Anopheles gambiae s.s. showed an increasing tendency to feed on cattle.
Results of this study suggest that since malarial testing has become more widespread, clinicians working in resource-poor environments still face difficulty when evaluating a child with fever, especially when malaria testing is negative.
Microscopists who had recently completed refresher training and worked in a QA-pilot facility performed the best overall.
The proposed spatial modelling framework presents a rationale for equitable allocation of routine LLINs and could be used for quantification of other maternal and child health commodities applicable in different settings.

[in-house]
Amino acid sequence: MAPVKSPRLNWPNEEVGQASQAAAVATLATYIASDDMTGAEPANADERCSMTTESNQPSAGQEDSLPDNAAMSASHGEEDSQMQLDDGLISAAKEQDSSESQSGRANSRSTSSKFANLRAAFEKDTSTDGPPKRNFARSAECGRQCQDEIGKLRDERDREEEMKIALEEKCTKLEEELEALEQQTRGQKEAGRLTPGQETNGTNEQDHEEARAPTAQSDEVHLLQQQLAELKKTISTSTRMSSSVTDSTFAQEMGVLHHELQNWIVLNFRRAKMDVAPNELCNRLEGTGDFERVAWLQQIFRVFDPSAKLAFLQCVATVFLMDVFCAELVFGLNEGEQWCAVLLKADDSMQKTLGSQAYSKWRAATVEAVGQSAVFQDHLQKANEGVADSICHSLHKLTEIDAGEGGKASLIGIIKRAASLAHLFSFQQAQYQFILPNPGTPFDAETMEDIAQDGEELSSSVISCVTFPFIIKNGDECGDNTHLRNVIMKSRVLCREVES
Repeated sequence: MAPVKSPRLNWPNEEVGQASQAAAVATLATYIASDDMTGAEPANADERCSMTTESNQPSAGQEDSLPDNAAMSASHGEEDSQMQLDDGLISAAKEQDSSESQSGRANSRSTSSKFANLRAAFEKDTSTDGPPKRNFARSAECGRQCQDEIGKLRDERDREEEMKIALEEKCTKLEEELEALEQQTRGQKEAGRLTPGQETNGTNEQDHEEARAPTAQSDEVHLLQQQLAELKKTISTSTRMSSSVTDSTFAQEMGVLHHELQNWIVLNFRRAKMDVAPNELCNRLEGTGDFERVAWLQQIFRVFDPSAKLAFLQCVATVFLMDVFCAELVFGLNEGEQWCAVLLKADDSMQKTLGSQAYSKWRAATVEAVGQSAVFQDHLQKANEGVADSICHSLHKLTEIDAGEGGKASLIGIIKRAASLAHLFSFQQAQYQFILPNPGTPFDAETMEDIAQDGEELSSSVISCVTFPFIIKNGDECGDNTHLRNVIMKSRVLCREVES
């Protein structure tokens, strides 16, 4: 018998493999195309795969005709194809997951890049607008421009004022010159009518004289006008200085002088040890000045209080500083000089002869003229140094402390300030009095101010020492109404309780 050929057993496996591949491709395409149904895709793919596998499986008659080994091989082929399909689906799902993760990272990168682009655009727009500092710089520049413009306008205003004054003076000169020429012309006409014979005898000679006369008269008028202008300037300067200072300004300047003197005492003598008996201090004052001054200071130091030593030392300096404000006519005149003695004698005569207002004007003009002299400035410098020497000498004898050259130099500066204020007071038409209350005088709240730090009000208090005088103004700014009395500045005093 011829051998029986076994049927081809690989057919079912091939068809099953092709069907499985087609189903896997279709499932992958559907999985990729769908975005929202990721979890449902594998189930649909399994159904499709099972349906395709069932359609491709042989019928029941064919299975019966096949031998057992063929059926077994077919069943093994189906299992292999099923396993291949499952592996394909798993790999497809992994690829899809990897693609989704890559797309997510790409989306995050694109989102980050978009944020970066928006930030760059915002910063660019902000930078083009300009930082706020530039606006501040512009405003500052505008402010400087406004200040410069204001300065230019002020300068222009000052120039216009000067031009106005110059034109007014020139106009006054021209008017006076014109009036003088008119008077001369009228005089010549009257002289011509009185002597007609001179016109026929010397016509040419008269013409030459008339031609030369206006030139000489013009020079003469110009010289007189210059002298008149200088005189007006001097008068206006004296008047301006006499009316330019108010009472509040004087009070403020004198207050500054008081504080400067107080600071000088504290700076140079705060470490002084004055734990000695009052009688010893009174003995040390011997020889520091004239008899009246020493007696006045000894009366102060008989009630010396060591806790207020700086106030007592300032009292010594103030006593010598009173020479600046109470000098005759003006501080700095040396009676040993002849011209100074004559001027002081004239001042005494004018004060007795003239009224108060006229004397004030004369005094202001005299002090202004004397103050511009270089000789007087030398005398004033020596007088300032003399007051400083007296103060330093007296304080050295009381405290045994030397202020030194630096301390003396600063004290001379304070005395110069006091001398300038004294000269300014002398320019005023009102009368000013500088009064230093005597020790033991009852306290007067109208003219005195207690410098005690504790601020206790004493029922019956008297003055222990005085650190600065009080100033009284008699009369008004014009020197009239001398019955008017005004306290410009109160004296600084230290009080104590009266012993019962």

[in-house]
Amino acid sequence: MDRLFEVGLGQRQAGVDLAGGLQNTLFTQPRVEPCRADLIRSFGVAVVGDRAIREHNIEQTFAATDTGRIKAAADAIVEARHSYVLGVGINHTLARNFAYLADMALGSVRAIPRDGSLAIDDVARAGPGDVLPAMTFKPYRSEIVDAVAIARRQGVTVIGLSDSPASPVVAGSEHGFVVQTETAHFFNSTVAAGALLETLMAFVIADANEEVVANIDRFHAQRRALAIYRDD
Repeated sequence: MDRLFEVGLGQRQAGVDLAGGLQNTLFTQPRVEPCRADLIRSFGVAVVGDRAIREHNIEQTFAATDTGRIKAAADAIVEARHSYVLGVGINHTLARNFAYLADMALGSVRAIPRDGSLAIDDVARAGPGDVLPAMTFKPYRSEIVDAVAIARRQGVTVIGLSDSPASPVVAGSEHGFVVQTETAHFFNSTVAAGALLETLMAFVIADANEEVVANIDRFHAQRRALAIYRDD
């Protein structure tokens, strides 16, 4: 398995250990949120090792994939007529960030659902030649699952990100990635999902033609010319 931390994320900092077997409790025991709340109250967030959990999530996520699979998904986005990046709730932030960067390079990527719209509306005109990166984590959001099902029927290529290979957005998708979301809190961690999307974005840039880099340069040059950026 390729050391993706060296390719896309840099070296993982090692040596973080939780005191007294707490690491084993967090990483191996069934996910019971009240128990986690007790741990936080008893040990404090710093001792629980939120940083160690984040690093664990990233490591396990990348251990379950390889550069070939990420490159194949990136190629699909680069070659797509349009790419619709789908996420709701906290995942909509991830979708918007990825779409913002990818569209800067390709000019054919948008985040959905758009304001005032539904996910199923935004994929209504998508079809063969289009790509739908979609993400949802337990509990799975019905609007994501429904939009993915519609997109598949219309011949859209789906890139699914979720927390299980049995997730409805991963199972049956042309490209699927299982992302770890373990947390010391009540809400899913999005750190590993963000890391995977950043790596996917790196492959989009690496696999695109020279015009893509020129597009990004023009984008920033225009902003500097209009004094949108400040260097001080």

These findings demonstrate high Plasmodium infection rates among the primary malaria vectors An. gambiae s.s. and An. arabiensis, as well as in An. coustani for the first time in the region, and that non-human blood-meal sources play an important role in their ecology.
Individuals/caregivers were more likely to believe that the illness was malaria when the patient was treated with ACT, regardless of their test result.
There have been sustained improvements in the completeness of data reported for most key malaria indicators since the adoption of DHIS2 in Kenya in 2011.
The diagnostic performance of P-Genus FISH was shown to be inferior to Giemsa microscopy in the clinical samples.
It was evident that the community had more positive perceptions and attitudes towards the role of CHWs in CCMm than negative ones.
Most human Plasmodium infections in western Kenya are asymptomatic and are believed to contribute importantly to malaria transmission.